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News Link • Philosophy: Libertarianism

Are They Really Out to Get Me?

• https://www.lewrockwell.com

Libertarians and others who seek to be left alone to run their own lives habitually ask themselves the above question regarding their government.

So, what's the answer? Are they out to get you? Well, unfortunately, the answer isn't a simple "yes" or "no." In fact, it's "yes" and "no."

The secret to understanding a government's intentions is that there's no unified overall objective, sentiment, or approach to dealing with the private sector. Quite the opposite. With any government, it couldn't be more fragmented or dysfunctional.

At the very lowest level of any government is the civil service, which is, in any country, a catch-all for all those people who are so lacking in ability and imagination that they'd be unlikely to hold down a job in the private sector. Moreover, their level of motivation is likely to be so low that their dysfunction tends to coincide with extreme inefficiency.

To test this out, one only has to visit the local Department of Motor Vehicles, or a similar agency that does little except charge fees and waste time in order to provide you with a permit, which, were it not required, you could happily do without.

Most anyone, in observing the individual behind the counter, would observe the glassy stare and recognize that, even though this person spends each working day behind this counter and may have been doing so for years, he or she takes virtually no interest in your personal concerns and, if you have questions, tends to find them a nuisance and an interruption in the endless drudgery of issuing paperwork.

Hence the image above. Here we have a pilot in Canada who, when being presented with a computer-driven list of tail letters that were authorized for him to choose from, immediately laughed when he saw the above letters on the list. He then went up to the counter, having circled the ones he chose, and the clerk processed the application brainlessly, without it even registering in his head what the letters suggested.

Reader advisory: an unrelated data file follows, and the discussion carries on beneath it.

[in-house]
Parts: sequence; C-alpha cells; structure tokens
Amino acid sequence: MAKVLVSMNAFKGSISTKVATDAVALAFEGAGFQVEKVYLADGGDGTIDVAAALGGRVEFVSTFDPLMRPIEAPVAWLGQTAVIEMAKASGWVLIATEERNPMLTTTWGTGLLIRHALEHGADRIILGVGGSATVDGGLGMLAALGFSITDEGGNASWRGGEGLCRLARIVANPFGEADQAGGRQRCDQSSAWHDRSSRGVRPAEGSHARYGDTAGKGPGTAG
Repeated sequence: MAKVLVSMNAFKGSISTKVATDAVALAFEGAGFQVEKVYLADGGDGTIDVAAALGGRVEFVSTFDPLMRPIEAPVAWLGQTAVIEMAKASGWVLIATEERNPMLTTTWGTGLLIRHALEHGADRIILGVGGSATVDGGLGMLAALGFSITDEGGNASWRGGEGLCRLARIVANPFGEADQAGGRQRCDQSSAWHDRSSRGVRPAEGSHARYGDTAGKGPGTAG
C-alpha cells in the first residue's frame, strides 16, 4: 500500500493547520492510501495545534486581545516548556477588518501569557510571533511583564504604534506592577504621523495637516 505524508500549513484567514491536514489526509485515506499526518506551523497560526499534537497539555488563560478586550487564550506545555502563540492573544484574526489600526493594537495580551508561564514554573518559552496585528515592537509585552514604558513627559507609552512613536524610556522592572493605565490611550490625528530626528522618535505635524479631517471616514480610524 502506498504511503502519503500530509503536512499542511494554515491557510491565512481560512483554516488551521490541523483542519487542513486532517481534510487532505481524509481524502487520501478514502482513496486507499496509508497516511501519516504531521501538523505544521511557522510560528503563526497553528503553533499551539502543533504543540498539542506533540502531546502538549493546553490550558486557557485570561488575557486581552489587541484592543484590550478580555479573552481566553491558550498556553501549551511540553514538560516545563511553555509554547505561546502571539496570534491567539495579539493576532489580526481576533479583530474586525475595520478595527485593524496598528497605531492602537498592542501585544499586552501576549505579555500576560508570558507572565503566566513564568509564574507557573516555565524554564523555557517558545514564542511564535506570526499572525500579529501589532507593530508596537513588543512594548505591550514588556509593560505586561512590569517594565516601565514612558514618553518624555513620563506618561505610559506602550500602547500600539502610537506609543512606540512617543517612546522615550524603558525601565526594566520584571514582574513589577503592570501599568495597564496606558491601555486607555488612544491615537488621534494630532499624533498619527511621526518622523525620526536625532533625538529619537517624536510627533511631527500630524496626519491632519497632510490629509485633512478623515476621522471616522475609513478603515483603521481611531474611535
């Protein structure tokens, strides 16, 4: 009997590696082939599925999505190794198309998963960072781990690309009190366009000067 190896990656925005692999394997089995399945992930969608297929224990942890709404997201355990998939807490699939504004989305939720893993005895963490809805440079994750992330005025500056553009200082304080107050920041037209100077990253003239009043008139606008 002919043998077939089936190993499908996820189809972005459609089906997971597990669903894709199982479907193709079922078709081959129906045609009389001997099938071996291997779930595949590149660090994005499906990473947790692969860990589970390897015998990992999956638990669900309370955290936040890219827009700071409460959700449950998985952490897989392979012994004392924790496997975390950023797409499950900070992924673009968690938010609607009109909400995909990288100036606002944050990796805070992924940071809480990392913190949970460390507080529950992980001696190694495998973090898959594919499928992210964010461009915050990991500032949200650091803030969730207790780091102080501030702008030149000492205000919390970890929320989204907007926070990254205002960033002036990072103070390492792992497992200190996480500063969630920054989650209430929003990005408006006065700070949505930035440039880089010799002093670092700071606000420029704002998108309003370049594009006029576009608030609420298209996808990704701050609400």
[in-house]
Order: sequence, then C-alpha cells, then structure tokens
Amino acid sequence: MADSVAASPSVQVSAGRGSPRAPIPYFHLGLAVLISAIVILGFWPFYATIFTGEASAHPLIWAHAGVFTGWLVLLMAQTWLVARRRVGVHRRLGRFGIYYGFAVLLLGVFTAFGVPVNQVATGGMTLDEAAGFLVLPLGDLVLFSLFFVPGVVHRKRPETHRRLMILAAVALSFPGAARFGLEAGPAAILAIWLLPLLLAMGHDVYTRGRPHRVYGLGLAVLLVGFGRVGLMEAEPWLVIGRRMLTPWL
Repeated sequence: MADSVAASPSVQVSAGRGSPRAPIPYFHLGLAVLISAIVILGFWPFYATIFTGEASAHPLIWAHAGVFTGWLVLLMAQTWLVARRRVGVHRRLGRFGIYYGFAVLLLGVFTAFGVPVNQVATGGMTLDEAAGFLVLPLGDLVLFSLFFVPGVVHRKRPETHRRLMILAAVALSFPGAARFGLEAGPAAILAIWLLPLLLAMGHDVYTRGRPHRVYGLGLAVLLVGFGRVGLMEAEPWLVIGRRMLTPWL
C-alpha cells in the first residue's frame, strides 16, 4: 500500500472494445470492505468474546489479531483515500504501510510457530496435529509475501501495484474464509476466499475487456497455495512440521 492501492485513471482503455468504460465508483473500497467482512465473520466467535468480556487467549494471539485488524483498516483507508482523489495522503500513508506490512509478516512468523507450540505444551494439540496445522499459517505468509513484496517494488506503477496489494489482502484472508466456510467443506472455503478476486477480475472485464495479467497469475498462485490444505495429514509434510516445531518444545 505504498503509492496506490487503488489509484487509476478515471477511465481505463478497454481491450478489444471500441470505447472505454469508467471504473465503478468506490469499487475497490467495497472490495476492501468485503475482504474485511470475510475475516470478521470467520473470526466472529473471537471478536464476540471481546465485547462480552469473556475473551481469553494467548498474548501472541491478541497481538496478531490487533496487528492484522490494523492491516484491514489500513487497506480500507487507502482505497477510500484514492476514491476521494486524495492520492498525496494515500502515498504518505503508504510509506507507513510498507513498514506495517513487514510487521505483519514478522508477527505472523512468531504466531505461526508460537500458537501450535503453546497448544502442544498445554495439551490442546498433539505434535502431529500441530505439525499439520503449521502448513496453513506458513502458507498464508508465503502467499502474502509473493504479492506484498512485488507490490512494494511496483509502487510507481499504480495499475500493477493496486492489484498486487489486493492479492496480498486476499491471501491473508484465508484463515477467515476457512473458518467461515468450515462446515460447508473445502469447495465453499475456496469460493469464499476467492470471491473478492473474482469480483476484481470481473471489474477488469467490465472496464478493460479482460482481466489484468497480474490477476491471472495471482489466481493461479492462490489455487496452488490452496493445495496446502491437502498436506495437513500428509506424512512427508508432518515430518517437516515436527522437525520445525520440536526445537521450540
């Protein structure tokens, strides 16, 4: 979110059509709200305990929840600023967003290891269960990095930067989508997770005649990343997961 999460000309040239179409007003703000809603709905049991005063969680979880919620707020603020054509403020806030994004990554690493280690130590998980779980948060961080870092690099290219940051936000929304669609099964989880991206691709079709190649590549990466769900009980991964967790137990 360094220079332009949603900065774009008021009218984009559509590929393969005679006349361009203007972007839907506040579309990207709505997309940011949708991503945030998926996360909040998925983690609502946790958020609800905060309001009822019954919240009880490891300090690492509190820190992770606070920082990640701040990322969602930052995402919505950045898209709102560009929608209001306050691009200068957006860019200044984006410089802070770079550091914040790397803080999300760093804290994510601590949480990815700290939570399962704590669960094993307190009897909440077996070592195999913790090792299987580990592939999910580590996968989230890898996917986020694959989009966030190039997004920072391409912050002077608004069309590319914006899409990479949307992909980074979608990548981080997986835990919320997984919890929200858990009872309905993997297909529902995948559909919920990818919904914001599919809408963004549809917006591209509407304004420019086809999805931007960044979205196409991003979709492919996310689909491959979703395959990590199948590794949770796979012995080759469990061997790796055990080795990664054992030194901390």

Later, when the pilot had had the letters emblazoned on his fuselage, it might not have been unlikely that an airport supervisor, seeing them 10 inches high on the side of the plane, raised an objection, at which time the pilot proudly produced his paperwork.

As most anyone in the private sector can attest, as soon as paperwork is presented, the civil servant in question simply says, "Oh," then nods and lets you go on your way.

But, looking at this more deeply, what we're witnessing is that that percentage of the population who are (once again) lacking in ability and imagination are easy to programme by the government to become automatons—that even if something strikes them as being somehow incorrect, as long as it has the State stamp of approval, it's just fine.

And, so, at the lower level of government, we have those who are not "out to get us"; they are merely borderline useless and have ended up with jobs in which that deficiency will not get them fired. They are, therefore, merely "in the way."

As we go up the chain, however, where those in government are somewhat more ambitious, we find a greater desire to control. The closer we get to the higher echelons, the more they truly are "out to get you."

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